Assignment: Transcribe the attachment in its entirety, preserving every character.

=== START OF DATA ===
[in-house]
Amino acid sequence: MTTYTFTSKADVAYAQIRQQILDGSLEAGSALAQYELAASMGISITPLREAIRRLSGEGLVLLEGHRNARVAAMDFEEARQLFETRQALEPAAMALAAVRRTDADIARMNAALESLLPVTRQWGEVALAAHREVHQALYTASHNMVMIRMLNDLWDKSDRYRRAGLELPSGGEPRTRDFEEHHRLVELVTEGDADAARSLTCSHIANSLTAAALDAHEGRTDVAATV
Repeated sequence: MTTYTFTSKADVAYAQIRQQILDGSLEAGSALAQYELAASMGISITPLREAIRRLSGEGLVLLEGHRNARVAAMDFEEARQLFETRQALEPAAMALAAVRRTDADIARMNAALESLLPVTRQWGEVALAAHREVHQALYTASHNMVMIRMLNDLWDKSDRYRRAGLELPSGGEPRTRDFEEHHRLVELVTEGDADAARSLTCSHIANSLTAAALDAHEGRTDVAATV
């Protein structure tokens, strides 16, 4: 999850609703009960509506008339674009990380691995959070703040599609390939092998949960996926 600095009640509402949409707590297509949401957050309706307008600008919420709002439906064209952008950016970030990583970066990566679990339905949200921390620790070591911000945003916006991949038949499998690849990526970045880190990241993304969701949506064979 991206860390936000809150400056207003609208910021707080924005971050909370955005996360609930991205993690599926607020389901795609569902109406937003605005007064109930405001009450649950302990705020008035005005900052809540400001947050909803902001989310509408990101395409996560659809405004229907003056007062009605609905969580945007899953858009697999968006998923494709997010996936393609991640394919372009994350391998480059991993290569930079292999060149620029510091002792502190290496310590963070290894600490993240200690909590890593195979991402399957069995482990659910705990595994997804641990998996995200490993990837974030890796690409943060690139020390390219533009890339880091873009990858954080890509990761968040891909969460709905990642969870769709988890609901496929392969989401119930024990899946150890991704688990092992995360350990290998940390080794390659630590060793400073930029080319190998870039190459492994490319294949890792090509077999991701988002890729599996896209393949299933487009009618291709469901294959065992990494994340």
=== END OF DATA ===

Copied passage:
[in-house]
Amino acid sequence: MTTYTFTSKADVAYAQIRQQILDGSLEAGSALAQYELAASMGISITPLREAIRRLSGEGLVLLEGHRNARVAAMDFEEARQLFETRQALEPAAMALAAVRRTDADIARMNAALESLLPVTRQWGEVALAAHREVHQALYTASHNMVMIRMLNDLWDKSDRYRRAGLELPSGGEPRTRDFEEHHRLVELVTEGDADAARSLTCSHIANSLTAAALDAHEGRTDVAATV
Repeated sequence: MTTYTFTSKADVAYAQIRQQILDGSLEAGSALAQYELAASMGISITPLREAIRRLSGEGLVLLEGHRNARVAAMDFEEARQLFETRQALEPAAMALAAVRRTDADIARMNAALESLLPVTRQWGEVALAAHREVHQALYTASHNMVMIRMLNDLWDKSDRYRRAGLELPSGGEPRTRDFEEHHRLVELVTEGDADAARSLTCSHIANSLTAAALDAHEGRTDVAATV
């Protein structure tokens, strides 16, 4: 999850609703009960509506008339674009990380691995959070703040599609390939092998949960996926 600095009640509402949409707590297509949401957050309706307008600008919420709002439906064209952008950016970030990583970066990566679990339905949200921390620790070591911000945003916006991949038949499998690849990526970045880190990241993304969701949506064979 991206860390936000809150400056207003609208910021707080924005971050909370955005996360609930991205993690599926607020389901795609569902109406937003605005007064109930405001009450649950302990705020008035005005900052809540400001947050909803902001989310509408990101395409996560659809405004229907003056007062009605609905969580945007899953858009697999968006998923494709997010996936393609991640394919372009994350391998480059991993290569930079292999060149620029510091002792502190290496310590963070290894600490993240200690909590890593195979991402399957069995482990659910705990595994997804641990998996995200490993990837974030890796690409943060690139020390390219533009890339880091873009990858954080890509990761968040891909969460709905990642969870769709988890609901496929392969989401119930024990899946150890991704688990092992995360350990290998940390080794390659630590060793400073930029080319190998870039190459492994490319294949890792090509077999991701988002890729599996896209393949299933487009009618291709469901294959065992990494994340």